Public health specialists need to look beyond traditional solutions — such as expanding access to health insurance and primary care — to increase flu vaccination rates among older African Americans and Hispanics, according to a new study from UC Davis Health System and UCLA Health System.
Published online today in the journal Vaccine, the outcome highlights the need to identify the unique causes of racial and ethnic disparities in flu vaccination rates among those who are 65 years of age and older.
“Until we know the reasons behind a disparity, we can’t eliminate it,” said Byung-Kwang Yoo, associate professor of public health sciences at UC Davis and lead author of the study. “Older Americans are most likely to suffer flu complications such as pneumonia and death. Increasing vaccination rates among all of them should be a priority.”
In conducting the study, the researchers used 2010-2011 data from the Medicare Current Beneficiary Survey, a nationally representative sample of the Medicare population. They applied a statistical technique known as the Oaxaca-Blinder decomposition method, commonly used to evaluate labor market discrimination, to determine the potential impact that specific factors could have on closing gaps in vaccination rates between whites (who had a 76 percent vaccination rate) and two other groups: non-Hispanic African Americans (who had a 62 percent vaccination rate) and non-English-speaking Hispanics (who had a 50 percent vaccination rate). English-speaking Hispanics were excluded, as the disparity between this group and whites was not significant.
“This method has not been used frequently in the medical field, but we knew it could be useful for analyzing factors that cause health disparities,” said Peter Szilagyi, the study’s senior author and professor and vice-chair for clinical research at Mattel Children’s Hospital UCLA.
In addition to supplemental insurance coverage and having a regular doctor, Yoo and Szilagyi considered 15 additional characteristics often associated with racial and ethnic disparities, including type of supplemental insurance, education, health status, geographic location and household size. Their results showed that the maximum combined impact all 17 characteristics could have on reducing the disparities was just 45 percent.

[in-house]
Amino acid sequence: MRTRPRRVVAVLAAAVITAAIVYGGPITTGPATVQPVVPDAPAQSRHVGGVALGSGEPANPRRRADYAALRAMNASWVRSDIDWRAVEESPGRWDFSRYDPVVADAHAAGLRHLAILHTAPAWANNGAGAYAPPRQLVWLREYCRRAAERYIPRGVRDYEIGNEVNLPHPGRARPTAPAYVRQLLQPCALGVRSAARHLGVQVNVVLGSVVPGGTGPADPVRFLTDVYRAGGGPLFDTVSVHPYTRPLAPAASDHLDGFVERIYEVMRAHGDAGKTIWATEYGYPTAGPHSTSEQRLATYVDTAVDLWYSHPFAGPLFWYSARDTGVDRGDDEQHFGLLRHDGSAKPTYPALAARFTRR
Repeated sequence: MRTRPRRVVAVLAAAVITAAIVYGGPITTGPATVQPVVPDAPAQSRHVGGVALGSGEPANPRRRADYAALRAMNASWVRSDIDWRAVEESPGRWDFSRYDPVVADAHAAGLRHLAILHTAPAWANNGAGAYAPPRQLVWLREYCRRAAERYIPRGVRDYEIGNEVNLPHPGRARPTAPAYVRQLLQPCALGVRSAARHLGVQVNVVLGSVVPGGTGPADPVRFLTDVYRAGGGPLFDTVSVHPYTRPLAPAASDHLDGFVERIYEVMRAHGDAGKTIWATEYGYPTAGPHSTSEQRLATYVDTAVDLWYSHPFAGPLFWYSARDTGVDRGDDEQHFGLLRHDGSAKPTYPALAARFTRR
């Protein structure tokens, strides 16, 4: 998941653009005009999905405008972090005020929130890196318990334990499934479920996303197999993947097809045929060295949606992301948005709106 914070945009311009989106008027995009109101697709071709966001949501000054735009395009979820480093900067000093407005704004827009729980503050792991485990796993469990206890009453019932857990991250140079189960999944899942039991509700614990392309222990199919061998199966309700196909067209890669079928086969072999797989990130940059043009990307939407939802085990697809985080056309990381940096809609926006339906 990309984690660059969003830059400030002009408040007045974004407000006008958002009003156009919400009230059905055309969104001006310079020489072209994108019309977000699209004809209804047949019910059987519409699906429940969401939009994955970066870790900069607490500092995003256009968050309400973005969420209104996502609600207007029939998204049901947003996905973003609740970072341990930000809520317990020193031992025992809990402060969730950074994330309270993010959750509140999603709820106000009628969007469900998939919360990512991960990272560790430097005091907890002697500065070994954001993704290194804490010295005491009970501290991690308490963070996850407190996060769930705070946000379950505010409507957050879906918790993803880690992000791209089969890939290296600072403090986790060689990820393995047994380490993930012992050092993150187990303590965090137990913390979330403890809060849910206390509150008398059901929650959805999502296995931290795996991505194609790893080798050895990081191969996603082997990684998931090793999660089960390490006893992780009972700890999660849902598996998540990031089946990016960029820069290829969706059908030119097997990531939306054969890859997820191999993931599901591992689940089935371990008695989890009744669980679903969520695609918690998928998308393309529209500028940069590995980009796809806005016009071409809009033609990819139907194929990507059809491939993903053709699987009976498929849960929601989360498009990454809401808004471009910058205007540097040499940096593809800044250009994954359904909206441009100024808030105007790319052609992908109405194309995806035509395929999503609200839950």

“To truly have an equalizing effect, we expect this number to be much higher — at least 90 percent,” Yoo said.
Szilagyi added, “Our paper demonstrates that we can chip away at the problem by raising the proportion of Americans with a regular physician and with adequate health insurance coverage and by optimizing delivery of influenza vaccinations within primary care practices, but more research is needed to uncover factors leading to these disparities.”
For next steps, Yoo recommends fully mining the reasons behind increases in flu vaccination rates and decreases in disparities for other populations, including children.
“Finding out what worked for others could give us a new arsenal of factors to test and then put into use in finally eliminating flu vaccine disparities for the elderly,” Yoo said.
Yoo and Szilagyi’s co-author on the study was Takuya Hasebe, a former UC Davis postdoctoral researcher who is currently at Sophia University in Tokyo. Their work was funded by the National Institutes of Health (grant R03AG042646).
Copies of the study, titled “Decomposing Racial/Ethnic Disparities in Influenza Vaccination among the Elderly” (DOI 10.1016/j.vaccine.2015.03.054) are available to credentialed journalists upon request. Please contact Elsevier’s Newsroom at email@example.com or +31 20 4853564.
Vaccine is the pre-eminent journal for those interested in vaccines and vaccination. It is the official journal of The Edward Jenner Society, The International Society for Vaccines and The Japanese Society for Vaccinology and is published by Elsevier: www.elsevier.com/locate/vaccine.